Referring to FIG. 4, nonadaptive echo estimating filter 401, having z transform H(z), is supplied with the combiner output signal T(z) as an input and supplies its output to an additional combiner input path 402. This echo estimating filter provides a predetermined fixed amount of echo cancellation. Signal combiner 403 utilizes this fixed amount of echo cancellation by subtracting the signal on combiner input path 402 from the sum of the signals coupled on the n incoming paths 102. As will be shown, the use of the term echo "estimating filter" for such a structure in the arrangement of FIG. 4 is really a misnomer as the echo estimating filter 401 will not cancel all echoes but will substantially reduce them and, as a result, more precisely serves as an echo "reducing filter". Based on the previously presented equations, it can be shown that ##EQU7## If we could set ##EQU8##

Comparing equations (14) and (6), it can be seen that the distortion and the sidetone no longer grow with the number of users. Nor is there any stability problem when the individual echo functions are each stable. To examine the residual echo effects, we can again look at the case of all echo coupling being represented by D(z)=az-p where |a|<1 and p is equal to an integer number of sampling period delays. Then ##EQU9## Unlike equation (8) there is no growth in any of the distorting factors as the number of users grow. The conferencing arrangement will also be stable even when ##EQU10##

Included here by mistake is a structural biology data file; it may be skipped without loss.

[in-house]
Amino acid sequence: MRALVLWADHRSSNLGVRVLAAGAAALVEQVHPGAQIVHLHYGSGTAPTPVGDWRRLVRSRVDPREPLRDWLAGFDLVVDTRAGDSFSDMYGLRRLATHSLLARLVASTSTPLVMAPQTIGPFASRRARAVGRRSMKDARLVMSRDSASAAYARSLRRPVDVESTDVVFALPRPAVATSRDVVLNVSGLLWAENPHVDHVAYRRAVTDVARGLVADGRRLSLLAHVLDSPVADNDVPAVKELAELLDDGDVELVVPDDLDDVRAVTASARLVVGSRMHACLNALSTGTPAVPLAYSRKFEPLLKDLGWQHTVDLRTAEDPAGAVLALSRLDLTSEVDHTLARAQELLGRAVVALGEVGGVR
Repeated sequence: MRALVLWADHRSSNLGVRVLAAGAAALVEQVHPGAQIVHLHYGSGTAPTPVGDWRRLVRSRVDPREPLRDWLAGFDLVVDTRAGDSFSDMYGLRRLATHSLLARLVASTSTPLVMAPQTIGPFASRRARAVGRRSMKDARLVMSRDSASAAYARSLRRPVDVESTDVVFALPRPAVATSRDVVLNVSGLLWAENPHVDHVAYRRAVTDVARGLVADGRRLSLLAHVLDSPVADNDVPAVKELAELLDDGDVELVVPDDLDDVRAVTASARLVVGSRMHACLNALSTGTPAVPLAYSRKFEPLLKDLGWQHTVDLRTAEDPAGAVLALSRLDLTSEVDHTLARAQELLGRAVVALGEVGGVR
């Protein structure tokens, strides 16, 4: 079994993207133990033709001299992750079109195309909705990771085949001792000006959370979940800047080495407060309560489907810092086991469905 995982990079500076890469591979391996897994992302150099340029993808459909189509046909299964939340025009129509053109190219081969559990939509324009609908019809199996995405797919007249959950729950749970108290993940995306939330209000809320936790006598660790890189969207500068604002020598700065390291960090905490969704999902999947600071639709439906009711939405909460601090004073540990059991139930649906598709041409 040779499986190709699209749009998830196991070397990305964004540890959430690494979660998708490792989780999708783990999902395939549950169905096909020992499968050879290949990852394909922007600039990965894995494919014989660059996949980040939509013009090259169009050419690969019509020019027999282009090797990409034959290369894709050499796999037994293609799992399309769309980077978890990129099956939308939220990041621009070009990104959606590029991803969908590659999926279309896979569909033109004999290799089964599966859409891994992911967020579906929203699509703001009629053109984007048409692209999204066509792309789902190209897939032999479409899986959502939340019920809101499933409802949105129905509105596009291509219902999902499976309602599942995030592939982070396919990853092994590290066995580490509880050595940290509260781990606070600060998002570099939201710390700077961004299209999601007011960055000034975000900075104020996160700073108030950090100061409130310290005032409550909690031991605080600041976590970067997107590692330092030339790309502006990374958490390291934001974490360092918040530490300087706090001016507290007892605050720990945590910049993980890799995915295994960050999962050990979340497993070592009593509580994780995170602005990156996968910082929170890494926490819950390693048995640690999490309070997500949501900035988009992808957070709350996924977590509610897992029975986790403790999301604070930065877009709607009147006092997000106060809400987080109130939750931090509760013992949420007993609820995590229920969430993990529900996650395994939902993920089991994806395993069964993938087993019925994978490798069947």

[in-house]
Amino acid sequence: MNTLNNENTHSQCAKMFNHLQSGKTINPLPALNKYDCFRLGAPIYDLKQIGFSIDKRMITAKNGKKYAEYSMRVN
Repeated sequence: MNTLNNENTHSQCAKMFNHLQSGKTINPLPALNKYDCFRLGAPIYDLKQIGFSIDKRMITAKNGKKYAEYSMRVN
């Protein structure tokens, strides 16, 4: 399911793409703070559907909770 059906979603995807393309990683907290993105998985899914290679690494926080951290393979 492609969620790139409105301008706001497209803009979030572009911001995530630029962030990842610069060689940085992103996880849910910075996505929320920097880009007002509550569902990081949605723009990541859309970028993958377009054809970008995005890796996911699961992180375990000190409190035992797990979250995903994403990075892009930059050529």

While the arrangement of FIG. 4 may provide satisfactory echo reduction in certain conferencing applications, it is often times preferable to utilize an adaptive echo cancellation device which tracks variations in the amount of echo cancellation required. FIG. 5 shows an arrangement wherein adaptive echo estimating filter 201, identical in structure to that shown in FIG. 2 and, therefore, designated by the same reference numerals, is disposed in lieu of the fixed echo estimating filter 401. Echo canceller 201 is adaptive using well-known training sequence techniques wherein each sequence includes a plurality of a priori known signals. Each sequence is transmitted at predetermined times, e.g., at system start-up and at predetermined times thereafter. At each such time, only the training sequence is transmitted. Accordingly, these time intervals must be "reserved in advance" so as to assure the absence of signals transmitted by any of the n users. As shown in FIG. 5, training sequence generator 501 provides a training sequence whose z transform is designated as P(z) at each predetermined time. Adder 502 provides a control signal equal to the algebraic difference between P(z) and T(z). This control signal varies the coefficients of echo estimating filter 201 in well-known fashion and thereby varies the amount of echo cancellation provided by filter 201. Signal combiner 503 provides the same function as signal combiner 403 in FIG. 4 and, in addition, receives the training sequence at each predetermined time via input link 504. Except for the above-described substitution of an adaptive echo estimating filter for a fixed echo estimating filter, the embodiment of FIG. 5 operates in the same manner as that described for FIG. 4.